[J3] Finalization Question

Brad Richardson everythingfunctional at protonmail.com
Fri May 27 15:59:47 UTC 2022

Hi Malcolm,

This was the explanation I needed. It clarifies the two points I was

1. A specification expression need not be a constant expression in some
places (namely in procedures).
2. The final subroutine must be pure in order for the type to be used
in a specification expression.

I think I can find a way to cheat in order to observe the execution of
the final subroutine without resorting to an external tool.
Specifically, lie about the purity of a procedure via an interface
block within the final subroutine.

Thanks for the help.


On Fri, 2022-05-27 at 13:52 +0900, Malcolm Cohen via J3 wrote:
> Hi Brad,
> > Is there any possible function that could be used in a
> > specification expression, that would return a type that has a final
> > subroutine?
> Yes, yes there is. It can only be used in specification expressions
> that are not required to be constant expression, so a main program
> does not cut the mustard. An array bound in a subroutine does though.
> A specification function is what you are looking for here. However,
> such a function must be pure, and so the final subroutine must be
> pure, and therefore cannot set a global variable or print a message,
> so it can be hard to tell whether it ran. If your compiler supports
> memory allocation tracing, you can use pointer components to observe
> that yes, the final subroutine does get executed (unless the compiler
> has a bug!). Or if the compiler does not support memory allocation
> tracing, you could allocate a 500MB array component in the function
> (and deallocate it in the finaliser!) and run it a million times to
> check that you don't run out of virtual memory (or you are on a 500TB
> machine).
> Here is an example.
> Module fin
>   Type t
>     Integer,Private,Pointer :: c => Null()
>   Contains
>     Final :: tfin
>   End Type
> Contains
>   Pure Subroutine tfin(x)
>     Type(t),Intent(InOut) :: x
>     If (Associated(x%c)) Deallocate(x%c)
>   End Subroutine
>   Pure Integer Function t_to_int(y)
>     Type(t),Intent(In) :: y
>     If (.Not.Associated(y%c)) Error Stop 'Not associated'
>     t_to_int = y%c
>   End Function
>   Pure Type(t) Function int_to_t(z)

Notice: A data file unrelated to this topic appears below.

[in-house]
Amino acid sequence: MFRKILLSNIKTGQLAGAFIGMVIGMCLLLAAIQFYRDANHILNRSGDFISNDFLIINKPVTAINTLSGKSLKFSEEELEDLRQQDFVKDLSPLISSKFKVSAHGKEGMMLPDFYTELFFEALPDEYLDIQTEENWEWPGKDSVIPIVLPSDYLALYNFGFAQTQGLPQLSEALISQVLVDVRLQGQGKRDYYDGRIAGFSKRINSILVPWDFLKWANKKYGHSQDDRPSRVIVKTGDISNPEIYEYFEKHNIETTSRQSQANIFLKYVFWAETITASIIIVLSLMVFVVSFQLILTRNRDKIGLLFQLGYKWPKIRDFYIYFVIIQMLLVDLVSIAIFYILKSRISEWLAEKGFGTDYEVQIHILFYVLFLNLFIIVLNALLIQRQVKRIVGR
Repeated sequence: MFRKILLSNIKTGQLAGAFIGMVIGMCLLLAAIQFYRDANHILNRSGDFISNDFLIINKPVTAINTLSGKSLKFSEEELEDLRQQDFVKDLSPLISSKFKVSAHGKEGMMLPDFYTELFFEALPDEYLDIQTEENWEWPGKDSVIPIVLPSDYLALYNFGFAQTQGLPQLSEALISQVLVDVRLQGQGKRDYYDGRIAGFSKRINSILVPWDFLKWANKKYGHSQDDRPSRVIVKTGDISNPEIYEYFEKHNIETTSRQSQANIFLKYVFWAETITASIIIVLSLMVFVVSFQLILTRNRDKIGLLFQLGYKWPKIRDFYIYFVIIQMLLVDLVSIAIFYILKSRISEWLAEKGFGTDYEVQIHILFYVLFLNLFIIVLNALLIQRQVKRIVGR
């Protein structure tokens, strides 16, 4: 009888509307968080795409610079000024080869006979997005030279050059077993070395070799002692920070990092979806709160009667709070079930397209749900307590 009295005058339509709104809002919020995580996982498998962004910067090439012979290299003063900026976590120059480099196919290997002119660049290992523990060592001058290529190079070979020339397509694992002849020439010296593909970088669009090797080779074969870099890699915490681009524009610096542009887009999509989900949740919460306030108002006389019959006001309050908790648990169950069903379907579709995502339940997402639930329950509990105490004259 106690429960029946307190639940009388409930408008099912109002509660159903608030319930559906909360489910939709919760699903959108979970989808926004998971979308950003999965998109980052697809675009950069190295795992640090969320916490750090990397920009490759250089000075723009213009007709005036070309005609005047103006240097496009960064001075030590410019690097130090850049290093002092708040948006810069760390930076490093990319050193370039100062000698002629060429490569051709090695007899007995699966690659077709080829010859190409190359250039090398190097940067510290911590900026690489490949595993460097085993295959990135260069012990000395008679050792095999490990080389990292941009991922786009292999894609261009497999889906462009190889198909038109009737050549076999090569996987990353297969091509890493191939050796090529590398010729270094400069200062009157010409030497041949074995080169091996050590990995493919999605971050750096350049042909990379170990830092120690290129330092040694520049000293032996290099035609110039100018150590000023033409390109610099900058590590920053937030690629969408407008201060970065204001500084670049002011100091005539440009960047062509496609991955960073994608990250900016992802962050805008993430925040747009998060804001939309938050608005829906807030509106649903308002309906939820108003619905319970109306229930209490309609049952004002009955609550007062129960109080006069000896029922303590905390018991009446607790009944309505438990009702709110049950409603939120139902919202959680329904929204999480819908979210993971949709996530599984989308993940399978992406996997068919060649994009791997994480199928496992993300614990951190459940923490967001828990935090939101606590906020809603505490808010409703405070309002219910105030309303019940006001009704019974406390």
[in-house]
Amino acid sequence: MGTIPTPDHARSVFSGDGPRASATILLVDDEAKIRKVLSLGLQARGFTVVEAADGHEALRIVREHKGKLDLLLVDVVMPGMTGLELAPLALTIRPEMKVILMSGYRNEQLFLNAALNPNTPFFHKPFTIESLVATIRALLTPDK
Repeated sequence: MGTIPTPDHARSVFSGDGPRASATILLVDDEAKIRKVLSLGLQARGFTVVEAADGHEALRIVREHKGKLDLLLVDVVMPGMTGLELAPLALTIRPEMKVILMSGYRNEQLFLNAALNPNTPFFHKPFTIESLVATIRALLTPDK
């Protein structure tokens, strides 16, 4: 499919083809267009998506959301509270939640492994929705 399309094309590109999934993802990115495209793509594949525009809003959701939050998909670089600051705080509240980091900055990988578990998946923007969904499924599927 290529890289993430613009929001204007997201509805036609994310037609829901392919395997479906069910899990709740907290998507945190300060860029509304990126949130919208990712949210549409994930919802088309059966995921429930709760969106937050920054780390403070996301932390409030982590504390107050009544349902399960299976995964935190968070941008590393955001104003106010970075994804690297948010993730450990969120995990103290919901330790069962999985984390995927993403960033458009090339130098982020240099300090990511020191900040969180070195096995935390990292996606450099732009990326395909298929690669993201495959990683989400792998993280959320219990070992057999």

>     Integer,Intent(In) :: z
>     Allocate(int_to_t%c)
>     int_to_t%c = z
>   End Function
> End Module
> Program test
>   Use fin
>   Call testit(17)
> Contains
>   Subroutine testit(n)
>     Real tmp(t_to_int(int_to_t(n)))
>     Print *,Size(tmp)
>   End Subroutine
> End Program
> Cheers,
> --
> ..............Malcolm Cohen, NAG Oxford/Tokyo.
> -----Original Message-----
> From: J3 <j3-bounces at mailman.j3-fortran.org> On Behalf Of Brad
> Richardson via J3
> Sent: Friday, May 27, 2022 3:46 AM
> To: j3 at mailman.j3-fortran.org
> Cc: Brad Richardson <everythingfunctional at protonmail.com>
> Subject: [J3] Finalization Question
> Hi All,
> Recently we were attempting to write a suite of tests to check
> compilers for conformance to the standard with regards to
> finalization.
> In Section, paragraph 6 states:
> If a specification expression in a scoping unit references a
> function, the result is finalized before execution of the executable
> constructs in the scoping unit.
> We attempted to test this doing something like the following:
> subroutine finalize_specification_expression
>   character(len=size([object_t()])) :: string end subroutine
> No compiler we tried executed the final subroutine of object_t (some
> couldn't even compile that statement). We submitted a bug report to
> one compiler team, and received a response that:
> A structure constructor is not a function reference, so this does not
> apply.
> And
> Structure constructors and array constructors are never finalised.
> There is no explicit rule stating this, it is a consequence of the
> standard never saying that they are finalised.
> So the question then is:
> Is there any possible function that could be used in a specification
> expression, that would return a type that has a final subroutine?
> I'm leaning towards no there isn't. The only place I believe a
> specification expression appears is in a type-spec (maybe in an
> attribute of a declaration?), which, as the standard does say, means
> it is a constant expression. Since only certain intrinsic functions
> can appear in constant expressions, I'm failing to see how this
> paragraph could ever apply.
> What do you all think?
> Regards,
> Brad Richardson

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